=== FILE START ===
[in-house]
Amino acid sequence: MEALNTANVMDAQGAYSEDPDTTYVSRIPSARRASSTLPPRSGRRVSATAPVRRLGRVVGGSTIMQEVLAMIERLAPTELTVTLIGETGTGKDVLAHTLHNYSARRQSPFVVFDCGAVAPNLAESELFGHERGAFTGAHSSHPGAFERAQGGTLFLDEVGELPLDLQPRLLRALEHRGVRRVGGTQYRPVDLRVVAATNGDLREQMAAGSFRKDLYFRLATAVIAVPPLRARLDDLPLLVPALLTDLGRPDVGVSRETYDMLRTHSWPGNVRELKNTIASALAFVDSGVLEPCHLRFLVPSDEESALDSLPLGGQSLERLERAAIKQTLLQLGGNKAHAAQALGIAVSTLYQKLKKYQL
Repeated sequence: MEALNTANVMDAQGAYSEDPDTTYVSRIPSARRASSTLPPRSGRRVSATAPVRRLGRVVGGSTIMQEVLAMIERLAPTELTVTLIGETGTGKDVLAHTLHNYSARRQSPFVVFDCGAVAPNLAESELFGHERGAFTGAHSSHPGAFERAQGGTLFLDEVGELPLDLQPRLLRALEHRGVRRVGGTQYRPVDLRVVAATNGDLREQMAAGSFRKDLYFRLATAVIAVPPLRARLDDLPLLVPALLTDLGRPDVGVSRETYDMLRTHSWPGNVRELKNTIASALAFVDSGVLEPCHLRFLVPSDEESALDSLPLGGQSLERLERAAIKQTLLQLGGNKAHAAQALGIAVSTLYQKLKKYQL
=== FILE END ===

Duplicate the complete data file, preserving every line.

[in-house]
Amino acid sequence: MEALNTANVMDAQGAYSEDPDTTYVSRIPSARRASSTLPPRSGRRVSATAPVRRLGRVVGGSTIMQEVLAMIERLAPTELTVTLIGETGTGKDVLAHTLHNYSARRQSPFVVFDCGAVAPNLAESELFGHERGAFTGAHSSHPGAFERAQGGTLFLDEVGELPLDLQPRLLRALEHRGVRRVGGTQYRPVDLRVVAATNGDLREQMAAGSFRKDLYFRLATAVIAVPPLRARLDDLPLLVPALLTDLGRPDVGVSRETYDMLRTHSWPGNVRELKNTIASALAFVDSGVLEPCHLRFLVPSDEESALDSLPLGGQSLERLERAAIKQTLLQLGGNKAHAAQALGIAVSTLYQKLKKYQL
Repeated sequence: MEALNTANVMDAQGAYSEDPDTTYVSRIPSARRASSTLPPRSGRRVSATAPVRRLGRVVGGSTIMQEVLAMIERLAPTELTVTLIGETGTGKDVLAHTLHNYSARRQSPFVVFDCGAVAPNLAESELFGHERGAFTGAHSSHPGAFERAQGGTLFLDEVGELPLDLQPRLLRALEHRGVRRVGGTQYRPVDLRVVAATNGDLREQMAAGSFRKDLYFRLATAVIAVPPLRARLDDLPLLVPALLTDLGRPDVGVSRETYDMLRTHSWPGNVRELKNTIASALAFVDSGVLEPCHLRFLVPSDEESALDSLPLGGQSLERLERAAIKQTLLQLGGNKAHAAQALGIAVSTLYQKLKKYQL